4. And we will need clean liquid fuels. Many of these are equivalent to liquid carriers of hydrogen. While this is an area that has not drawn the publicity of the previous three, my prediction is that this is the next major wave in clean energy. The hydrogen infrastructure challenge is the reason we will need clean liquid fuels (eFuels).
The Hydrogen Infrastructure Challenge
There are two problems currently with hydrogen: the cost of production and the cost of infrastructure.
The production cost will drop as the costs of renewable energy, electrolysis (green hydrogen), and carbon capture (blue hydrogen) decrease over time.
Moreover, hydrogen is ideal for storing excess wind and solar renewable energy that would otherwise be lost; and we need the storage (Power to X) if we are to decarbonize fully.
The second problem is that hydrogen needs a whole new infrastructure of shipping, delivery, and dispensing. The costs and the efficiency losses across this process are significant (3),(4). It requires specialty carbon fiber tanks, compression at 350 bar or 700 bar, and specialty hydrogen refill stations, each costing millions of dollars. Hydrogen fuel cells are getting better, more reliable, and cheaper, but the hydrogen infrastructure is not there yet. Most leading hydrogen fuel cell companies have focused recently on buses, trains, trucks, forklifts, and some marine applications for the simple reason that such applications can be served with centralized refilling hydrogen infrastructure.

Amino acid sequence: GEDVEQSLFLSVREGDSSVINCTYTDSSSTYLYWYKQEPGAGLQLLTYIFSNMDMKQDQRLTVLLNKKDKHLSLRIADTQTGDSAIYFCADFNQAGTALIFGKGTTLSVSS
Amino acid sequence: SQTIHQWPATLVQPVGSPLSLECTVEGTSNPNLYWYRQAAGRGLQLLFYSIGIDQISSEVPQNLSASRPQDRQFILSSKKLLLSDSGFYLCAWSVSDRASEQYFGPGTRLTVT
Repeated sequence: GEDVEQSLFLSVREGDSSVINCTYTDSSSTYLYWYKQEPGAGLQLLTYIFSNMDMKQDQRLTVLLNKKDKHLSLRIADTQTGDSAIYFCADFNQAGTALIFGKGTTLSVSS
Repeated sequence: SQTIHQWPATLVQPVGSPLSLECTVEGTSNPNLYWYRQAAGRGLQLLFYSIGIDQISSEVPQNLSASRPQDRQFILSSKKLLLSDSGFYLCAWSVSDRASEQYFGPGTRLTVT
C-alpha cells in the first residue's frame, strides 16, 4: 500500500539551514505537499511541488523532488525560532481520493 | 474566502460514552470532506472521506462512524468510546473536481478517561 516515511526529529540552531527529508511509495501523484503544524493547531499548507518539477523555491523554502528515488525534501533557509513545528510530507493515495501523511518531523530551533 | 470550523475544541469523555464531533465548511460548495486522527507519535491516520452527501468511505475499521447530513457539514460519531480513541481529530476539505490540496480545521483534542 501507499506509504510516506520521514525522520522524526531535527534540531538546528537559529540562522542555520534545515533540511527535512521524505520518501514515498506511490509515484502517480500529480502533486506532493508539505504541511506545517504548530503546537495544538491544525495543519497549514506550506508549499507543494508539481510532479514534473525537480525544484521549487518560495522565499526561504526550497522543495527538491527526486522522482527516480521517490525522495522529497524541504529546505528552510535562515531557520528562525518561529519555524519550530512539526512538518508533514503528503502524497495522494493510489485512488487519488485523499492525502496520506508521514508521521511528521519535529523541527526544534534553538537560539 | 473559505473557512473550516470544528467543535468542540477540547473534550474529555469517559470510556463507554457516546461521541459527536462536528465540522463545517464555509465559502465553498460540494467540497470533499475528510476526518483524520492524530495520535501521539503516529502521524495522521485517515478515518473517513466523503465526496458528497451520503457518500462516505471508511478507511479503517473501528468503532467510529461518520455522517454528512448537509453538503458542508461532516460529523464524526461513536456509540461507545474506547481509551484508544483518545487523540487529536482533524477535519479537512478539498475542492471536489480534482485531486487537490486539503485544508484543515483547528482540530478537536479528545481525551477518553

eFuels come in a variety of names and flavors: eMethanol, ammonia, ethanol, biofuels, biogas, synthetic fuels. The most promising are eFuels made from combining hydrogen with CO2, which achieves a zero-carbon footprint.
Essentially, most eFuels are carriers of hydrogen in liquid form. And this makes a massive difference in infrastructure requirements.
Take 1kg of hydrogen, add 7kg of CO2, and you have 5kg of eMethanol, a non-toxic, non-polluting, zero-carbon (well to wheel) sustainable fuel that you can pump at any gas station.
Given that hydrogen will be made from electrolysis using solar or wind power, the appropriate name for these fuels is Liquid Sun or Liquid Wind.